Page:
The Alberta Aboriginal Youth Council (AAYC)
The ANFCA’s Alberta Aboriginal Youth Council (AAYC) was established in 1996 with the intent to increase urban Indigenous youth participation in culture and training. Today the well-developed youth council has emerged as a proud group of youth from across the province of Alberta with a vision for themselves, their communities and the future.
Building on a strong foundation of Friendship Centre history, the AAYC is structured in a Board of Directors format that encourages skill development, and community involvement.
Throughout Alberta many Indigenous youth councils operate within Friendship Centres. It is from these community-based youth councils that representatives are appointed to attend the provincial youth council. Member Friendship Centres are encouraged to appoint one youth representative to attend the provincial youth council (AAYC) and one youth representative from AAYC is appointed to represent Alberta youth on the national Aboriginal Youth Council (AYC).
Building on their own young history, founding and early AAYC member have moved on making room for new members. Past members cite their involvement in Friendship Centres and the AAYC as a turning point for their current life successes.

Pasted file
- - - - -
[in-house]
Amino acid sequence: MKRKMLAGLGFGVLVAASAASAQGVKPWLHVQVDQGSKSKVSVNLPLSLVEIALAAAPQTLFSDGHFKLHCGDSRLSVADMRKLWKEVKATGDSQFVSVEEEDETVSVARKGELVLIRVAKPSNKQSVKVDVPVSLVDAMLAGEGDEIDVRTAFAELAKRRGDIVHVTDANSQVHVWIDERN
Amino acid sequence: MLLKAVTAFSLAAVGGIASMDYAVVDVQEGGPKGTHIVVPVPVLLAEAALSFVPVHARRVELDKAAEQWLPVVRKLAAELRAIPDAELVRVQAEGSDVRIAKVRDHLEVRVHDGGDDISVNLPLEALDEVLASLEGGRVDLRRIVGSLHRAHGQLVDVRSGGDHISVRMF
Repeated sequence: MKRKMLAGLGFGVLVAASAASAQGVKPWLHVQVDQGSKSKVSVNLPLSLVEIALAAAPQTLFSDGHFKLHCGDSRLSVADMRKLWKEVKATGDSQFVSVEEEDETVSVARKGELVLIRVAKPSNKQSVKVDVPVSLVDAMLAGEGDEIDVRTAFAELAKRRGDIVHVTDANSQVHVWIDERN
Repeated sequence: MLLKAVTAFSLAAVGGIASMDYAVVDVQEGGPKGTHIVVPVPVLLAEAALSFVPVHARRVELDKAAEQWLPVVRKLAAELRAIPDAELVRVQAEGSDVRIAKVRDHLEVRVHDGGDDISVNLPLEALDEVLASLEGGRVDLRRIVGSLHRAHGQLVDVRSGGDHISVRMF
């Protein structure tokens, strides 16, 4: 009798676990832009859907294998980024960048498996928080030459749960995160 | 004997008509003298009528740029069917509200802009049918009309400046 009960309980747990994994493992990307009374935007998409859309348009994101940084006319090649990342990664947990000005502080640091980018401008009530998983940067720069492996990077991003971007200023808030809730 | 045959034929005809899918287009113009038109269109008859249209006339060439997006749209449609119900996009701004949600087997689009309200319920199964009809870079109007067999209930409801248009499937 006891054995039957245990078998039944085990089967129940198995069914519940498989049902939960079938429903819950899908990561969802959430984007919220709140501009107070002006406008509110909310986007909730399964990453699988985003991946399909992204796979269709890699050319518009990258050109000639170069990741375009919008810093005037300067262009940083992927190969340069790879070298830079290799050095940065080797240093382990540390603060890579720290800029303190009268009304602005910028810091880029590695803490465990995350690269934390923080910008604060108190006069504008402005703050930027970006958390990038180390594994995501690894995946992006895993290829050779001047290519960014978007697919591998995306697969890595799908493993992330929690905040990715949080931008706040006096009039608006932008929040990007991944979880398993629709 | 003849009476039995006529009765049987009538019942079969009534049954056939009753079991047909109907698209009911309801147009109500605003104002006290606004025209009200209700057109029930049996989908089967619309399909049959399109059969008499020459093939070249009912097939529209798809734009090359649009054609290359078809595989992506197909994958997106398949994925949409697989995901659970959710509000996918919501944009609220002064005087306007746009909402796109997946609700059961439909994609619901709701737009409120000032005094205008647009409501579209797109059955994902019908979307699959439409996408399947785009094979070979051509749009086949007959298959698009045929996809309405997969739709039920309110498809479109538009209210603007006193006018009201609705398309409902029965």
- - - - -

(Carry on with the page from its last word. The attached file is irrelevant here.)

This impressive group of young people are representative of an array of Indigenous cultures found in Alberta. Metis, Dene, Cree Blackfoot, and Chipewyan youth join together to identify current issues, explore innovative solutions, advance personal skill development, access training and partake in cultural events and activities. The AAYC has participated in youth and Elder cultural retreats, and province-wide youth programming.
This energetic group is steeped in strength, vision and respect. Historically, representatives from the AAYC would join together to review and evaluate proposals from across Alberta for youth program funding under the federally funded Urban Multi-Purpose Aboriginal Youth Centres (UMAYC) initiative. Their direct involvement in this process was enlightening and empowering and ultimately instilled a sense of accountability and responsibility for solutions to overcome social issues faced at the community level.
The ANFCA’s provincial youth projects bring youth together from the 21 Friendship Centres in Alberta and promote development in areas such as leadership, cultural teachings, self-esteem, employment skills, and awareness, prevention, and advocacy for community issues.
Alberta Aboriginal Youth Council (AAYC)
The Alberta Aboriginal Youth Council is composed of one youth voting appointed or elected by each member centre for a two-year term.
The Alberta Aboriginal Youth Council is mandated to provide a youth voice and recommendations to the Board on the affairs of the Association that affect the youth members of local Friendship Centres; to help the Association represent and advocate at the provincial level for youth and the issues faced by youth members of local Friendship Centres; to encourage growth and leadership within the Alberta Aboriginal Youth Council through training and mentoring; and to foster a two-way working relationship with the ANFCA Board and Friendship Centre members.